Samstag, 9. Mai 2015

Our Experience with Steam Greenlight

So as of today, Code 7 was greenlit by Steam and we couldn't be happier. If you don't know what Steam Greenlight is, it's the pathway for little indie studios like us to get their games on the biggest video game sales platform "Steam". You have to open a game profile, show your screenshots and videos and let the Steam community vote if they'd buy the game. It took us 60 days and about 900 "Yes"-Votes to get through. Here's the problem though. The message came at a time when I had thought that I understood what our goal would be and that we'd need at least another two months to reach it.

There's a lot of texts written about what your game profile needs to get through Greenlight. About one year ago it had still been about 18k Yes-Votes, which changed in 2014 to getting into the Top 100 and hoping for the best, which would still not be a guarantee to get through.

So i thought our goal would be to get into the Top 100 and then wait for Valve to notice us. On the Statistics Page there's always a big percentage shown how much of the way to the Top 100 we had already left behind us. So the percentage slowly rose over the months and finally reached about 50%, then 51%, then 52%, then got back down to 50%. So we were kind of stuck at that percentage and would have needed a new impulse for people to vote to get through.

In addition you also get these fancy statistics, which show you how many votes the items in the Top 100 have, so you can at least anticipate how many more votes you need to get there. In this case most items have about 1500 votes and the top 5 spot has about 2600. The top 15 spot has actually more than that - about 2800. And the Top 10 Spot is in the bulk with the others at about 1500. So it seems the "Yes"-Votes alone aren't accounting for the position in the Top 100. But what else is?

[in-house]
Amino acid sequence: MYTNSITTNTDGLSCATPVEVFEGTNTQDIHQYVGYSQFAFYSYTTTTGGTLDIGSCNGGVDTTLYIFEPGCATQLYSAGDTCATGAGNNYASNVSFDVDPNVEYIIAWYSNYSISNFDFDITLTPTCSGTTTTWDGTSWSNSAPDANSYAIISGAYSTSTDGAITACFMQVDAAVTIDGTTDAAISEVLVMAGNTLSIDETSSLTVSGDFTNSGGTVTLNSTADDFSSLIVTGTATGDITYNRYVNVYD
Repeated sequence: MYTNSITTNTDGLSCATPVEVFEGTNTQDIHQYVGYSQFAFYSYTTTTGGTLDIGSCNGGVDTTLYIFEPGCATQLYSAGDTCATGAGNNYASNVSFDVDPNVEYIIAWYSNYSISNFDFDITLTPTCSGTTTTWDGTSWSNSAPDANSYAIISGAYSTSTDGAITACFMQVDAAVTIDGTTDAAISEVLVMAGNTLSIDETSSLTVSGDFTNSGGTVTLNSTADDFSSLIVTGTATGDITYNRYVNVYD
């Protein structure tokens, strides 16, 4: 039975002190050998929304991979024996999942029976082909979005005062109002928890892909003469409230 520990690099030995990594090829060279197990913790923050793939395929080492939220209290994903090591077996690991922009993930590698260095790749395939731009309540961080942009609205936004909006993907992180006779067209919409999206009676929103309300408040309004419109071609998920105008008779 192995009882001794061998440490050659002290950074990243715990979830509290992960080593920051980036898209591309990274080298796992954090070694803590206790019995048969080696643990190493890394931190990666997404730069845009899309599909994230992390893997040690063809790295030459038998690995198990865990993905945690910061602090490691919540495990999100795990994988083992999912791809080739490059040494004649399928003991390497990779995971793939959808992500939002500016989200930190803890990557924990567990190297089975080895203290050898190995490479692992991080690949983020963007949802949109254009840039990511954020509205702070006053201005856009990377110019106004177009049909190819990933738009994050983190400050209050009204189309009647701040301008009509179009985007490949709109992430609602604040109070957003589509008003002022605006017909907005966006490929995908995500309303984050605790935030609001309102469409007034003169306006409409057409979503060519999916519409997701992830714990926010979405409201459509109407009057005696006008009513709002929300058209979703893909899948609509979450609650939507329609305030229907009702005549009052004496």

Last but not least, you get a graph that shows you how many "Yes"-Votes you get in comparison to "No"-Votes. While you may think that it's bad that 4% more people voted no, you should look at the overall statistics for all the games in the Top 50.

Actually the average ratio for those games lays at about 28% "Yes"- to 72% "No"-Votes, which I think mostly makes the community look bad, because these are supposedly the best games on there. In the end we can almost be happy about the fact that we got almost the same amount of "Yes" and "No" votes.

However to me, the community is the best thing about Greenlight. If you get through or not, doesn't really seem to be connected to any of these statistics, because shortly before we got greenlit we were only about 56% of the way to the Top 100 and therefore - as mentioned before - thought it would take a while. The response of the community however was what really made this profile worth something.

The about 70 comments on the page were almost all very positive.  So here's what I'm taking away from Steam Greenlight:

If your product is good, don't worry about getting through. You will get greenlit eventually. Nobody will be able to predict how long it will take anyways. Instead, focus on the people and hear what they have to say. Stay active. Write announcements and discussions and show your game as best as you can. What comes after could be much more terrifying - trying to actually sell your stuff.

We're of course really excited to take that next step and go on working on the five episodes that we'll try to bring to Steam next year.

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